Stop the Suffering Among Older Patients
By RWJF Executive Nurse Fellows alumna Keela Herr, PhD, RN, FAAN, Professor and Associate Dean for Faculty, The University of Iowa College of Nursing, Co-Director, Iowa John A. Hartford Center of Geriatric Nursing Excellence
A recent article in the New York Times highlighted an important study by Tim Platts-Mills, MD, and his colleagues that examined pain treatment of older adults in emergency departments across the country. They found that people over age 75 are about 20 percent less likely to have their pain treated than are middle-aged patients. More importantly, the researchers found that in the over-75 group, only 53 percent of those who reported pain received an analgesic or a prescription for one. In patients with severe pain, only 65 percent received an analgesic.
These findings indicate that we still have a lot of work to do to address the under-treatment of pain in older people. The findings contribute to data collected in other care settings (such as hospitals, nursing homes and hospices) that also show inadequate treatment of pain in older people.
Attention was first drawn to the problem in the early 1990s, and researchers and clinicians have since contributed knowledge to guide provider practices to improve pain care. Yet, here we are 20 years later, and the picture hasn’t improved much.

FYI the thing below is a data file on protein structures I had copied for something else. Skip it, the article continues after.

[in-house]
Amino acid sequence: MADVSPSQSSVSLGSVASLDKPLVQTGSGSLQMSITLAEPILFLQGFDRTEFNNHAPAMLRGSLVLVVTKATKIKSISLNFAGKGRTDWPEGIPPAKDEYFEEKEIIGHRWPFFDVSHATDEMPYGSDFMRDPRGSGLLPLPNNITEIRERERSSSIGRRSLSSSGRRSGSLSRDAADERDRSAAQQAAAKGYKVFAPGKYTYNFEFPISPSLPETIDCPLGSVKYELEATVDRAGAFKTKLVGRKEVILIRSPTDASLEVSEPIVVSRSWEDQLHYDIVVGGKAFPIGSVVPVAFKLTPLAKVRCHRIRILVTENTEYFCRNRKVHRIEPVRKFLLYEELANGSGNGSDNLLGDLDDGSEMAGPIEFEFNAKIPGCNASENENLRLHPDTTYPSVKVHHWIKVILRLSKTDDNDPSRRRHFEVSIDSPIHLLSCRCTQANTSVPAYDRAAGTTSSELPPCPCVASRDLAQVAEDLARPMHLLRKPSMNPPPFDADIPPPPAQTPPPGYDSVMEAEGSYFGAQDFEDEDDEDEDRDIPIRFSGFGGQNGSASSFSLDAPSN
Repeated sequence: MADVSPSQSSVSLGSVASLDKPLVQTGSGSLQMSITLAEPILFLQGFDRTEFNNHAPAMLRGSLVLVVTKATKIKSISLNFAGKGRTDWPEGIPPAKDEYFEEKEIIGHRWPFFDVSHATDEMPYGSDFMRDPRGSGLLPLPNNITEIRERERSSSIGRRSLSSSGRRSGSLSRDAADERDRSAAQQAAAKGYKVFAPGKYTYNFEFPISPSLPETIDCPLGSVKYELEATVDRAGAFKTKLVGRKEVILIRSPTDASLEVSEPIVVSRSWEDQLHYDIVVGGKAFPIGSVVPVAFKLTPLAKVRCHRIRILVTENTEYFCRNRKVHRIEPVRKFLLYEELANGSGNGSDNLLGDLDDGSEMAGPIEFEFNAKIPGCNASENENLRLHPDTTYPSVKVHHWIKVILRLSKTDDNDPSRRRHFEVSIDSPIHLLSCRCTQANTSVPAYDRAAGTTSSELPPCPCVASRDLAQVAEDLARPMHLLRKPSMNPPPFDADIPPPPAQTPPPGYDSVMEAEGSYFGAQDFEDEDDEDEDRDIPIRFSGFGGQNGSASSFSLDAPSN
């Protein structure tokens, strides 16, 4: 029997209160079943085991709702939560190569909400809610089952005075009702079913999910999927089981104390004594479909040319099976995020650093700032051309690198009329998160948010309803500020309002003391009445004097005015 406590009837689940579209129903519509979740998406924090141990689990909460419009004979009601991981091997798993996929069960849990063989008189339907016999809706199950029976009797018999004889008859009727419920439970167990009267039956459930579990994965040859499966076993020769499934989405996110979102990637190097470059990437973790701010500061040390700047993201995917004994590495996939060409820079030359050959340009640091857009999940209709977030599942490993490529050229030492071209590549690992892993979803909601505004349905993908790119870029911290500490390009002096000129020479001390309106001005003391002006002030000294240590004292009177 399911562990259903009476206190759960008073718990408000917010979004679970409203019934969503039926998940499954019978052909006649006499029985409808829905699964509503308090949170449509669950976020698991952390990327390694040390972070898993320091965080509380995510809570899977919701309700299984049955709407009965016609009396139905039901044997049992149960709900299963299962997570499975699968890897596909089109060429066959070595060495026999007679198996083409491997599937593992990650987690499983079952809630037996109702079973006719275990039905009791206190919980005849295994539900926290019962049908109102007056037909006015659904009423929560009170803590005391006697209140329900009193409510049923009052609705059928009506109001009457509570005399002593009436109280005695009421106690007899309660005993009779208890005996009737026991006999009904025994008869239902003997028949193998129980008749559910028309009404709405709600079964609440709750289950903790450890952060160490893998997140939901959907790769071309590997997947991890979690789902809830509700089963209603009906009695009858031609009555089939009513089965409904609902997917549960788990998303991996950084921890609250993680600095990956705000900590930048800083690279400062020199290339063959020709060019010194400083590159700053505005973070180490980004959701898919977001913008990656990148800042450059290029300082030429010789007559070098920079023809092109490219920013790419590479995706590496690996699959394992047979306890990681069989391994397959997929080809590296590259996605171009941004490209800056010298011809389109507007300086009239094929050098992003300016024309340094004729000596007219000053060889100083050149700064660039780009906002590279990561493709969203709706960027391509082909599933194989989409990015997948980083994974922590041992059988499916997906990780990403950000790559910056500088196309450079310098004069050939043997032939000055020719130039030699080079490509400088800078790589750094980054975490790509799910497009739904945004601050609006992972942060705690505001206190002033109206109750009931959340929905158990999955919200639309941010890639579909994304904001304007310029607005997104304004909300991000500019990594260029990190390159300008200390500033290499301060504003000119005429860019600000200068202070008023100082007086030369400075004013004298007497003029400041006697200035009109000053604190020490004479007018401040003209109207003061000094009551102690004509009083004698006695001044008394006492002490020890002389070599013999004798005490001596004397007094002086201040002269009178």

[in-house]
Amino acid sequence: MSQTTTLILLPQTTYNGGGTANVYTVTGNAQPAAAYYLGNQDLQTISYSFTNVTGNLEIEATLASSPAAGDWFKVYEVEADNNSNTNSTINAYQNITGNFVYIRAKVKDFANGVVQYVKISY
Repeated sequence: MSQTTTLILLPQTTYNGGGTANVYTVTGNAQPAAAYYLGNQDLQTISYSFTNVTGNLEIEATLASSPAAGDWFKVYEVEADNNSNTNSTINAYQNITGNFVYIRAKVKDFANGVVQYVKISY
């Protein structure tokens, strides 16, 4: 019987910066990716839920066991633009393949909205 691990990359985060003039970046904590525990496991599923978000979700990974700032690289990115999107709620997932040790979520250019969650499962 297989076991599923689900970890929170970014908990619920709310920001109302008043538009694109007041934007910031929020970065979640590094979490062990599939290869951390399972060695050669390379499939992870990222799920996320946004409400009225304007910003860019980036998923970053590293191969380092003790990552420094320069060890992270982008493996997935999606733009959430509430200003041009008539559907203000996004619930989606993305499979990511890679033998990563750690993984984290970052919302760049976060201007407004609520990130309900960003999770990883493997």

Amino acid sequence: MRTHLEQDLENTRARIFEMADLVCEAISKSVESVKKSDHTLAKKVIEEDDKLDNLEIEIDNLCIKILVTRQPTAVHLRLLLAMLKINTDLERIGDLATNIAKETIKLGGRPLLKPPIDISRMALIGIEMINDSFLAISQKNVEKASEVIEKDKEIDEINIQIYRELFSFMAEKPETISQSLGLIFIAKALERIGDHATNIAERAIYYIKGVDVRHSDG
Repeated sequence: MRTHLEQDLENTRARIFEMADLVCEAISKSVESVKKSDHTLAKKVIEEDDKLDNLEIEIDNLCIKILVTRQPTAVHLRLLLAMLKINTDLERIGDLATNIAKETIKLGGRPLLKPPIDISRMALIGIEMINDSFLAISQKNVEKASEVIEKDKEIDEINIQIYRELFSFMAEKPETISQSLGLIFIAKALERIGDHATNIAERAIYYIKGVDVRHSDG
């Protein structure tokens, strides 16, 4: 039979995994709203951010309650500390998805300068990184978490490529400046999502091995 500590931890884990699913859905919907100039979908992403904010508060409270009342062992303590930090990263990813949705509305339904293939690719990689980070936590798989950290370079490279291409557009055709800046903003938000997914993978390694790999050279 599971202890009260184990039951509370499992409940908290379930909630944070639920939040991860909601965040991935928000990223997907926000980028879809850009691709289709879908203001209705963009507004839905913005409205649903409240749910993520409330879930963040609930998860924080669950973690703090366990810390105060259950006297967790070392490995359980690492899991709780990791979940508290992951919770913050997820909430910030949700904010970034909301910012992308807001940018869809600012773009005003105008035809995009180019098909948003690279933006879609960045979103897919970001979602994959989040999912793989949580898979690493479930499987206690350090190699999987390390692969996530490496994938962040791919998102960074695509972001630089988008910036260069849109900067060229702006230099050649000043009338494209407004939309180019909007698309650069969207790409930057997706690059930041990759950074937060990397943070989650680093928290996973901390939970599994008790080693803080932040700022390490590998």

Many organizations and groups (such as the International Association for the Study of Pain, the American Pain Society, the American Society for Pain Management Nursing, the American Geriatric Society, and the American Pain Foundation) are committed to quality pain care for all people. These groups work to raise awareness, provide education and resources, develop clinical practice guidelines and advocate for research and policies that support good care.
The National Institute on Aging, the National Institutes of Health Pain Consortium and the U.S. Food and Drug Administration held panel discussions in 2010 to identify strategies for promoting safe pharmacological management of pain in older people. These discussions led to a research agenda and strategies to support providers in clinical decision-making.
Another example of work to improve pain care in older persons is the development of GeriatricPain.org, an online resource that provides best practice resources and tools for addressing pain in nursing home residents. This work was done by a committed group of geriatric nursing pain experts and was funded by The Mayday Fund and completed under the auspices of my fellowship as a Robert Wood Johnson Foundation (RWJF) Executive Nurse Fellow.
We now have clinical guidelines and resources to guide practice, but we need more research to guide pain care for older people. To be sure, pain treatment in older adults must be provided with caution. But there are safe methods for managing pain in this population. To ensure adequate pain care for older people, providers must appropriately assess and evaluate patients; carefully select medications, dosing and titration levels; incorporate nondrug approaches; and regularly monitor patients to determine the effectiveness of treatments and watch for the development of adverse effects.
Our biggest challenge, however, is determining how to move evidence-based practice recommendations into consistent clinical use in all settings of care so our seniors don’t suffer from unnecessary pain and related conditions.
Read more about Keela Herr’s work.